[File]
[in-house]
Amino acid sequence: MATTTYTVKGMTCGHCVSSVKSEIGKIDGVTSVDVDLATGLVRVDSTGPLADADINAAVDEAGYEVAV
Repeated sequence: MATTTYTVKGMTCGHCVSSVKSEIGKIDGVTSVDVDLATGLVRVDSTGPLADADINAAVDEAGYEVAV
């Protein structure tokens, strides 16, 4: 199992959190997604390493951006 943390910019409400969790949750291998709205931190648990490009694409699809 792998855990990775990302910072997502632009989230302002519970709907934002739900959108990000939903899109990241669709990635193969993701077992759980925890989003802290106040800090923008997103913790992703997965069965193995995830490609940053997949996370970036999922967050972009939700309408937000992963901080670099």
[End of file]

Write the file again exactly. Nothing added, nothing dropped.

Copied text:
[in-house]
Amino acid sequence: MATTTYTVKGMTCGHCVSSVKSEIGKIDGVTSVDVDLATGLVRVDSTGPLADADINAAVDEAGYEVAV
Repeated sequence: MATTTYTVKGMTCGHCVSSVKSEIGKIDGVTSVDVDLATGLVRVDSTGPLADADINAAVDEAGYEVAV
């Protein structure tokens, strides 16, 4: 199992959190997604390493951006 943390910019409400969790949750291998709205931190648990490009694409699809 792998855990990775990302910072997502632009989230302002519970709907934002739900959108990000939903899109990241669709990635193969993701077992759980925890989003802290106040800090923008997103913790992703997965069965193995995830490609940053997949996370970036999922967050972009939700309408937000992963901080670099």